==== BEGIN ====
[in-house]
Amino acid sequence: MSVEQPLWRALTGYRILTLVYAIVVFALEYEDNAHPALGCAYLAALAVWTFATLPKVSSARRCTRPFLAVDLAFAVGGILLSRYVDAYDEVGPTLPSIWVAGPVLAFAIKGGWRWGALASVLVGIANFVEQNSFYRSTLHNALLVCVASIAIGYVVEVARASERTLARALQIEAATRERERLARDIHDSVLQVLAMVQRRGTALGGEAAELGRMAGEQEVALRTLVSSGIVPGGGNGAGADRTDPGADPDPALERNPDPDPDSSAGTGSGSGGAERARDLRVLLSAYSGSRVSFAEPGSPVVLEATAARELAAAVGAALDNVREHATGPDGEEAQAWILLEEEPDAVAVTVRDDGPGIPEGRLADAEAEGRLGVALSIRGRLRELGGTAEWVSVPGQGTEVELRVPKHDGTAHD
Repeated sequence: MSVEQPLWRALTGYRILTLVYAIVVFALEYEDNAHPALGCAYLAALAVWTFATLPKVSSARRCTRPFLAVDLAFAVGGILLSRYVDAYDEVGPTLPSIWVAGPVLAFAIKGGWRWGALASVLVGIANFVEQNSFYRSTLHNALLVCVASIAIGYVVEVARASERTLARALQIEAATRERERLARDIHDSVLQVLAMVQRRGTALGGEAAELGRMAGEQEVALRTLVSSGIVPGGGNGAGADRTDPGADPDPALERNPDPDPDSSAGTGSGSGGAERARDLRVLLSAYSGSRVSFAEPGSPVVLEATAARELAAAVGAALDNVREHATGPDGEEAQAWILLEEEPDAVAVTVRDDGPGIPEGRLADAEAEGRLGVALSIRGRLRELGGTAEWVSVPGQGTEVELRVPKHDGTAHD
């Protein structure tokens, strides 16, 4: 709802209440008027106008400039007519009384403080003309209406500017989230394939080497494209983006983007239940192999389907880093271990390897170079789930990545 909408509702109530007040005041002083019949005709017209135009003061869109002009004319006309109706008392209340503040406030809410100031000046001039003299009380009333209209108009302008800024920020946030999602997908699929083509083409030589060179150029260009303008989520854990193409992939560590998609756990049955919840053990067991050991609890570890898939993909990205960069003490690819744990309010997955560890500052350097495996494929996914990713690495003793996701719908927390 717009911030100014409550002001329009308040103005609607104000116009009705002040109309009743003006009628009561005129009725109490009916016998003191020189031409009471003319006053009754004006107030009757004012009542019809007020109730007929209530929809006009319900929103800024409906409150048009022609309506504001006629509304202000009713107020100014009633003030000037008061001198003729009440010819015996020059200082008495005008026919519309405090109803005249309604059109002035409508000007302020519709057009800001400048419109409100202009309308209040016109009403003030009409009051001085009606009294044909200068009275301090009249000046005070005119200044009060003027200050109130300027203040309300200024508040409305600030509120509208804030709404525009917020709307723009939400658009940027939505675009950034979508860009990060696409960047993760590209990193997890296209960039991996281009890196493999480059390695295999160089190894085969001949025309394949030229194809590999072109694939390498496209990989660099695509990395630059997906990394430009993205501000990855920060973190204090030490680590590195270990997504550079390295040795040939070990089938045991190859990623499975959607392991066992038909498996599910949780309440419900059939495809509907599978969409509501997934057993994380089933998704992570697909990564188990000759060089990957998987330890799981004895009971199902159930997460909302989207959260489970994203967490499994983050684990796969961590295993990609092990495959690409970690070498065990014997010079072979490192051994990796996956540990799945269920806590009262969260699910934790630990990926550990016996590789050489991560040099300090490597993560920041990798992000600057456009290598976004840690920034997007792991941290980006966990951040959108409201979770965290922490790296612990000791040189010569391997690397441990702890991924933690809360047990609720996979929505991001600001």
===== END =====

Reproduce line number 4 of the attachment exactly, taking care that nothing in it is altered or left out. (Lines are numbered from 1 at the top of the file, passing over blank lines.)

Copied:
């Protein structure tokens, strides 16, 4: 709802209440008027106008400039007519009384403080003309209406500017989230394939080497494209983006983007239940192999389907880093271990390897170079789930990545 909408509702109530007040005041002083019949005709017209135009003061869109002009004319006309109706008392209340503040406030809410100031000046001039003299009380009333209209108009302008800024920020946030999602997908699929083509083409030589060179150029260009303008989520854990193409992939560590998609756990049955919840053990067991050991609890570890898939993909990205960069003490690819744990309010997955560890500052350097495996494929996914990713690495003793996701719908927390 717009911030100014409550002001329009308040103005609607104000116009009705002040109309009743003006009628009561005129009725109490009916016998003191020189031409009471003319006053009754004006107030009757004012009542019809007020109730007929209530929809006009319900929103800024409906409150048009022609309506504001006629509304202000009713107020100014009633003030000037008061001198003729009440010819015996020059200082008495005008026919519309405090109803005249309604059109002035409508000007302020519709057009800001400048419109409100202009309308209040016109009403003030009409009051001085009606009294044909200068009275301090009249000046005070005119200044009060003027200050109130300027203040309300200024508040409305600030509120509208804030709404525009917020709307723009939400658009940027939505675009950034979508860009990060696409960047993760590209990193997890296209960039991996281009890196493999480059390695295999160089190894085969001949025309394949030229194809590999072109694939390498496209990989660099695509990395630059997906990394430009993205501000990855920060973190204090030490680590590195270990997504550079390295040795040939070990089938045991190859990623499975959607392991066992038909498996599910949780309440419900059939495809509907599978969409509501997934057993994380089933998704992570697909990564188990000759060089990957998987330890799981004895009971199902159930997460909302989207959260489970994203967490499994983050684990796969961590295993990609092990495959690409970690070498065990014997010079072979490192051994990796996956540990799945269920806590009262969260699910934790630990990926550990016996590789050489991560040099300090490597993560920041990798992000600057456009290598976004840690920034997007792991941290980006966990951040959108409201979770965290922490790296612990000791040189010569391997690397441990702890991924933690809360047990609720996979929505991001600001």